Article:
Despite receiving billions through a 1998 tobacco settlement, states are slashing budgets for tobacco prevention programs, dropping funding to its lowest level in more than a decade, a new study shows.
States are to receive $25.3 billion in tobacco taxes and revenue for fiscal 2011 from the multi-state tobacco settlement. But they are spending only 2% of that money on programs to prevent smoking or help smokers quit, according to a report released in November by the American Heart Assn., American Lung Assn. and others.
That 2%, or roughly $518 million, represents the smallest amount spent on prevention programs since 1999, the first year states received tobacco settlement funds.
“States are breaking their promise to our children; they’re not using tobacco dollars for tobacco prevention,” said Danny McGoldrick, vice president for research at the Campaign for Tobacco-Free Kids, a nonprofit tobacco control advocacy organization. “We’re finding that states are getting a failing grade.”
Overall, states reduced tobacco-prevention funding by 9% in the past year and by 28% in the past three years, the study said.
Only two states, Alaska and North Dakota, fund prevention programs at levels recommended by the Centers for Disease Control and Prevention. Only five other states — Delaware, Hawaii, Maine, Montana and Wyoming — fund such programs at half the CDC-recommended level, the study showed.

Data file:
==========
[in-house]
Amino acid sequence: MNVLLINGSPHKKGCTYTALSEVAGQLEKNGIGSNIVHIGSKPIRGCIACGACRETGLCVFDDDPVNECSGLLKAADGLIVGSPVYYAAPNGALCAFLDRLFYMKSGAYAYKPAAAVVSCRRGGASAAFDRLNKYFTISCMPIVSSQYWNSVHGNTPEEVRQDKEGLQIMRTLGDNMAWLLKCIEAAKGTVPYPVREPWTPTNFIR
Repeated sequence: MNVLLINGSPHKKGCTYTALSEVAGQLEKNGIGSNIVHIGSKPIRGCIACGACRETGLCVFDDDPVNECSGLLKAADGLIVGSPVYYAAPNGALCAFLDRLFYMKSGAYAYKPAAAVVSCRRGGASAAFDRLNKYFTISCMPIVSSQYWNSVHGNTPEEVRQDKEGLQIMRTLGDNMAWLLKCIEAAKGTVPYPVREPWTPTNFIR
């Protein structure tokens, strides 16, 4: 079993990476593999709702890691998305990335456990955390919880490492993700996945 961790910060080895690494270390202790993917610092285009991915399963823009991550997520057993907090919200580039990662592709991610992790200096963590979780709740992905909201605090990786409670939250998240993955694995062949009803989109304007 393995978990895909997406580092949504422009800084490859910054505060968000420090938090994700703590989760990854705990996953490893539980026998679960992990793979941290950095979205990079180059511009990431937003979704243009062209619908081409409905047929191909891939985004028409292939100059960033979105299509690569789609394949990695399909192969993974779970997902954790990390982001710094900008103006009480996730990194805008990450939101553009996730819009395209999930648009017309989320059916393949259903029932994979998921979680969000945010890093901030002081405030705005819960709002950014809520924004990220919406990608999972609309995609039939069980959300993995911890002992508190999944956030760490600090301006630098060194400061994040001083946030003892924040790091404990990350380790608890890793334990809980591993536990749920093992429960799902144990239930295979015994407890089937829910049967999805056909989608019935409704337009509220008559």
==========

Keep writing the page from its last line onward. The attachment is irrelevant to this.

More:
In contrast, Nevada, New Hampshire and Ohio allocated no state funds for prevention programs.
McGoldrick said states likely are using tobacco money to plug other budgetary holes that occurred during the recession.
“But that’s no excuse,” he said. “By not investing in tobacco prevention, we’re actually costing ourselves money.”
According to the study, tobacco use and exposure to secondhand smoke kill more than 400,000 people in the United States each year, costing the nation more than $96 billion in health care bills.
$246 billion tobacco settlement
During the 1990s, states sued tobacco companies looking to regain money spent on smokers’ health care costs. In 1998, they won a sizable settlement — an estimated $246 billion over 25 years.
States still funding smoking prevention programs will receive additional support through a new initiative unveiled by the Dept. of Health and Human Services in November. The plan calls for engaging or re-engaging the public through media campaigns, championing state tobacco control efforts and supporting the FDA. The FDA recently has taken a tougher stand against tobacco companies, including a proposal to issue graphic health warnings on cigarette packages in 2012.
“Tobacco dependence still remains the No. 1 cause of preventable illness,” said HHS Assistant Secretary for Health Howard Koh, MD, MPH, who estimates that 45 to 50 million people are dependent on tobacco. “We have too much suffering that could and should be prevented.”
Although Dr. Koh said the country has made progress in reducing smoking, the decline has leveled since 2004.
“The problem should not be considered solved or acceptable,” he said. “We need to reject the status quo and end the tobacco epidemic.”
U.S. adult smoking rates have stalled at 20.6% after decades of decline, the study said. Each day 1,000 children become regular smokers, and one-third of them will die prematurely as a result.
“With progress on smoking rates stalled, it’s more important than ever for states to focus on community-prevention programs and policies that work, like smoke-free restaurants and workplaces and adequate funding to prevent kids from starting and to help smokers quit,” said Risa Lavizzo-Mourey, MD, CEO of the Robert Wood Johnson Foundation.
By Beth Wilson